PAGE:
• The insured had children from two different marriages that both ended in divorce, was obligated to maintain the same life insurance policy as child support in both divorce decrees, creating a conflict between the children from the first marriage and the children from the second marriage;
  • The insured had no beneficiary designated;
  • The insured’s beneficiary designation assigned 100% of the proceeds to more than one individual;
  • The insured’s attempt to change the beneficiary was unsuccessful; for example, the insured completed the paperwork to change the beneficiary but died before the insurer received the updated designation; or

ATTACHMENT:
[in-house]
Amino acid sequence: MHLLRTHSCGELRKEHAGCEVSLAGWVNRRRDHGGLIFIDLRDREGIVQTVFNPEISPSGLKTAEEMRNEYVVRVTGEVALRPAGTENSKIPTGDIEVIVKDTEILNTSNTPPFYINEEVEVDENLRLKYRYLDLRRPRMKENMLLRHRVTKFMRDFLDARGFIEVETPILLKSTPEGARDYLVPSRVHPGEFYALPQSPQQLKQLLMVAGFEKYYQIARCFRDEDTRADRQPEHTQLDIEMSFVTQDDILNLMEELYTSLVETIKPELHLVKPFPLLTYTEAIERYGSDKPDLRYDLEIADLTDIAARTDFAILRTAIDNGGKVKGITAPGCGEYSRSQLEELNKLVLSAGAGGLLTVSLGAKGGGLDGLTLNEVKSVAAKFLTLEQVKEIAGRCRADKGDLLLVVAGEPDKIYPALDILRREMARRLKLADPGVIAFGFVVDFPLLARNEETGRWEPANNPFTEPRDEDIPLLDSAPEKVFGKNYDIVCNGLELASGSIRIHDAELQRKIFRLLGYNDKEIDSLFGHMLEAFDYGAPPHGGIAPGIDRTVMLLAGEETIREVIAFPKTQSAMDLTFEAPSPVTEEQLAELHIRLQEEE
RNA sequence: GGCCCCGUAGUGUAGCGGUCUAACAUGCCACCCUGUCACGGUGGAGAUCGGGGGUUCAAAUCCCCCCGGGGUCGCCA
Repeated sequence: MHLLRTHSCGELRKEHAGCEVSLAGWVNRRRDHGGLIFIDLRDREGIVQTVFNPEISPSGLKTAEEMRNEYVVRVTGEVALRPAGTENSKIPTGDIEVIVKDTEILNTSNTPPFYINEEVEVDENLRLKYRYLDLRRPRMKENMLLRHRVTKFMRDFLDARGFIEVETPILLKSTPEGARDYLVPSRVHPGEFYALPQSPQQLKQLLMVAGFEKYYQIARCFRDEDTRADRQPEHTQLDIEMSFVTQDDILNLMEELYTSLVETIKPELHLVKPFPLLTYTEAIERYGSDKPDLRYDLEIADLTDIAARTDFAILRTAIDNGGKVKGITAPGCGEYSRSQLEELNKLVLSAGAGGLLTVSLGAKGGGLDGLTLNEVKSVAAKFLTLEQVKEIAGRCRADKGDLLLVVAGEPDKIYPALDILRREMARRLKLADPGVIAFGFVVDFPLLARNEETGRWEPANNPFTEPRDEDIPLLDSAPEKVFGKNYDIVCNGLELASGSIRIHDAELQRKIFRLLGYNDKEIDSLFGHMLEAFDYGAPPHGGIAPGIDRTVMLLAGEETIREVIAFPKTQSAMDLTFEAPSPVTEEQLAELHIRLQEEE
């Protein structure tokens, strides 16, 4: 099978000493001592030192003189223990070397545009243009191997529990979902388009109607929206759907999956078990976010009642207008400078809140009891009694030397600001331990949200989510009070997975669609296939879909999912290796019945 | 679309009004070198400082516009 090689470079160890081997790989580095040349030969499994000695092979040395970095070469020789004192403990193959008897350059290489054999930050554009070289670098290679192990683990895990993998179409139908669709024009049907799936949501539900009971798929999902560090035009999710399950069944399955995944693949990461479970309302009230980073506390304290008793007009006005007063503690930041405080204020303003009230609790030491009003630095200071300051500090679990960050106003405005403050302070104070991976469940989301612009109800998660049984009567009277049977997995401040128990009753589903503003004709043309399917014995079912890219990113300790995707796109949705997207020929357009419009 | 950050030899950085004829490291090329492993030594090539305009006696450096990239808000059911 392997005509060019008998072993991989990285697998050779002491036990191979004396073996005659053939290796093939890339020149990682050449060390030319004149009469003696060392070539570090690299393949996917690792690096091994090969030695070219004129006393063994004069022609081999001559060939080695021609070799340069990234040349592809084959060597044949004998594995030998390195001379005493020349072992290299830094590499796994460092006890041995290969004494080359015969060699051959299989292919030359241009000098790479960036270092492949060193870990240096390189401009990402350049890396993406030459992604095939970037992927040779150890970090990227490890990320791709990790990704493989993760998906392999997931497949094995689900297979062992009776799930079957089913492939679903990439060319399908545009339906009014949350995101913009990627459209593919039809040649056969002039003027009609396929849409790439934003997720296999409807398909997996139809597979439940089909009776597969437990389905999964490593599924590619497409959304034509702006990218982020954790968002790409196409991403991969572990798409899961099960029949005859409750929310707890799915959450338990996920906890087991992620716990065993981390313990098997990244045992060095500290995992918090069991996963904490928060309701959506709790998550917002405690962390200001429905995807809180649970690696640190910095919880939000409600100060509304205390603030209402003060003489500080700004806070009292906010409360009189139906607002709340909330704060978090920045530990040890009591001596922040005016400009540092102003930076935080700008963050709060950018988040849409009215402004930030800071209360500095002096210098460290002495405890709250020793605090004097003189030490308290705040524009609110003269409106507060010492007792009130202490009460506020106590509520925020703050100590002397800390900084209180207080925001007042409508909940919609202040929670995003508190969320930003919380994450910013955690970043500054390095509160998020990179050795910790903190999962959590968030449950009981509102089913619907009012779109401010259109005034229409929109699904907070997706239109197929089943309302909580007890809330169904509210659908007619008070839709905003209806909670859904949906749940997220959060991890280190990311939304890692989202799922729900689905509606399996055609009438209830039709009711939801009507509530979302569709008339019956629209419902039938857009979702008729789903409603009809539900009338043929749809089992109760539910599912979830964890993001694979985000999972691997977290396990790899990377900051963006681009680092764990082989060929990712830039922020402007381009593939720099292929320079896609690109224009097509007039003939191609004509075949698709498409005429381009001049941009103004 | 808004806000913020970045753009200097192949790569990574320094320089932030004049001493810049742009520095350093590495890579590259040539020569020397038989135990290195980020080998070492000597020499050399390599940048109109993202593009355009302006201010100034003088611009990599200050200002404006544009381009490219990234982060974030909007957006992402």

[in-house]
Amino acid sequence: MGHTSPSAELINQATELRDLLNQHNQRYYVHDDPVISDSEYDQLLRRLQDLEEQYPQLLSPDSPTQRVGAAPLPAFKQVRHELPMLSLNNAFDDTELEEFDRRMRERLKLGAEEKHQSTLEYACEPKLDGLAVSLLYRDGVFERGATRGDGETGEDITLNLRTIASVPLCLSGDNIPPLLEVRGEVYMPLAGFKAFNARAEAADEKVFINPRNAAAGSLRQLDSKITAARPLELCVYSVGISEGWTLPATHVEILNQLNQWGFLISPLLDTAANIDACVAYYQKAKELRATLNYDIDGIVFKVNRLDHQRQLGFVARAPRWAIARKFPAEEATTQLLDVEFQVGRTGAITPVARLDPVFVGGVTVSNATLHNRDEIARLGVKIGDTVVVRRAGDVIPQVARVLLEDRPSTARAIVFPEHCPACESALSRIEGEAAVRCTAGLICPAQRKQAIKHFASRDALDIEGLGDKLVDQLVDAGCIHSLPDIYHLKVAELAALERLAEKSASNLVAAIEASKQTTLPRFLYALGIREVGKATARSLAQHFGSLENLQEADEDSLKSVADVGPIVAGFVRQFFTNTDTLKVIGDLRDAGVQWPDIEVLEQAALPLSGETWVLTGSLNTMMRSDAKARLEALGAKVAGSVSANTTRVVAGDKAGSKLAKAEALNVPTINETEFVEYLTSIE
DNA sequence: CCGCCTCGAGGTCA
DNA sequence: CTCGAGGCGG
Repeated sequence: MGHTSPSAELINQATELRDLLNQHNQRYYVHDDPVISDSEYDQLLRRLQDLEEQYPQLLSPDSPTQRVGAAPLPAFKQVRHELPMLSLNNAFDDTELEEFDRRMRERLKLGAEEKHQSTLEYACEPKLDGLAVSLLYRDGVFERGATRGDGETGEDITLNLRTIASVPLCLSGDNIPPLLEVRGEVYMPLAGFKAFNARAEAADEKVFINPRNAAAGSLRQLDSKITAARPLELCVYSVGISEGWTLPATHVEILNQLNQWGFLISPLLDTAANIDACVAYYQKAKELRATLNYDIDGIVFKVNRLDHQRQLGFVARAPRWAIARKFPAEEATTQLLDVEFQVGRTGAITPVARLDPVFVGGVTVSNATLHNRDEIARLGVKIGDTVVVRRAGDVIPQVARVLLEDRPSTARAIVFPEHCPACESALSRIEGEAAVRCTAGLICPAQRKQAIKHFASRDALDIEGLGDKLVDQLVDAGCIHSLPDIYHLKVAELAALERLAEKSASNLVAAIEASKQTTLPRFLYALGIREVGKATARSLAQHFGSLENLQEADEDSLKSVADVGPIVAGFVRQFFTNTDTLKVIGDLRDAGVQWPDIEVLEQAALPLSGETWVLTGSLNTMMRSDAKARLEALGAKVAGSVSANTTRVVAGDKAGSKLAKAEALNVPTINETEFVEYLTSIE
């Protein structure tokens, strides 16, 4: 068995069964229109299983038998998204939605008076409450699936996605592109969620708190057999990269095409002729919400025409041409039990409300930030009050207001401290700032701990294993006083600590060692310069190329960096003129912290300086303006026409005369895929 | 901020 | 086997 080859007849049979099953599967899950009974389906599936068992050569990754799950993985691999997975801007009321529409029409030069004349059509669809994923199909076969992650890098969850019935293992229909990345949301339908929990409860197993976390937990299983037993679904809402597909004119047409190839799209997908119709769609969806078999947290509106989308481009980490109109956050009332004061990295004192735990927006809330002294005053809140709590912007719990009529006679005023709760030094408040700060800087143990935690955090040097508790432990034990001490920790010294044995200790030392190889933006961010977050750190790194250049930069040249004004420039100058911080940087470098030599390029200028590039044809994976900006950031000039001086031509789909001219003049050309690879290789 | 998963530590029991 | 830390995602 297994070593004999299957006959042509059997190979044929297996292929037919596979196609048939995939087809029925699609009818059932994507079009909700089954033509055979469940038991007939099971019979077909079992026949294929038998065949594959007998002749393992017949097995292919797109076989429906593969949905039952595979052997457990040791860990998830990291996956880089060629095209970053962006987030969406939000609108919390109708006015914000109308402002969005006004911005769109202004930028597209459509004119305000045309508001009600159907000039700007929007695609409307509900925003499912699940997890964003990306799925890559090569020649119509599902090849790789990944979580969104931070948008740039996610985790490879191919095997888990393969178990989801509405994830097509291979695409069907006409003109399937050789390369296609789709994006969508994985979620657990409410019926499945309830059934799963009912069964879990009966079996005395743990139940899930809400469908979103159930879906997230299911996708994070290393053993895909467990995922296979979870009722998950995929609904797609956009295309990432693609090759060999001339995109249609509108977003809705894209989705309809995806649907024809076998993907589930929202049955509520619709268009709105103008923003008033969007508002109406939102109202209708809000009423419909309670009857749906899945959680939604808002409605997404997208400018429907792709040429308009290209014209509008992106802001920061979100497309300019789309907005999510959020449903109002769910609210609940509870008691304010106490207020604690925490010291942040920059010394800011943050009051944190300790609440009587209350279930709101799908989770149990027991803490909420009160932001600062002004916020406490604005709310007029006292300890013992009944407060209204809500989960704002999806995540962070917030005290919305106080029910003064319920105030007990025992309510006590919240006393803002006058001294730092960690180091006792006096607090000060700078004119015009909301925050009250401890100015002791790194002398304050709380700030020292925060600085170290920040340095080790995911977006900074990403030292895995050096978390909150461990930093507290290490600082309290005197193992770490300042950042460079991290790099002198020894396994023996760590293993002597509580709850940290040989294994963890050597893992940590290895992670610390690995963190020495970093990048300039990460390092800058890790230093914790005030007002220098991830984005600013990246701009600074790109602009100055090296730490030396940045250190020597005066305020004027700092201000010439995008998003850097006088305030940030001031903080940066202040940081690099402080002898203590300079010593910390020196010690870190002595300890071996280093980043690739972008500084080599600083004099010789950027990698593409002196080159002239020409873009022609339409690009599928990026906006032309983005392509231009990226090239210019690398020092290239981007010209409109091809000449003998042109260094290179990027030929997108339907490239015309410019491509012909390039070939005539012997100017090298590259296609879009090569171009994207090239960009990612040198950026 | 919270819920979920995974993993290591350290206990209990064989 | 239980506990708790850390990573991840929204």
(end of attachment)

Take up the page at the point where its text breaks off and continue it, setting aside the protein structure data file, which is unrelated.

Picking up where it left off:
• The insured changed the beneficiary but the life insurance company does not have a record of the change.

The experienced life insurance attorneys at Trief & Olk have represented clients in disputes between competing beneficiaries who claim to be entitled to the same life insurance policy proceeds. Disputes between beneficiaries can often settle out of court, but we have the litigation experience to take your case to trial if needed.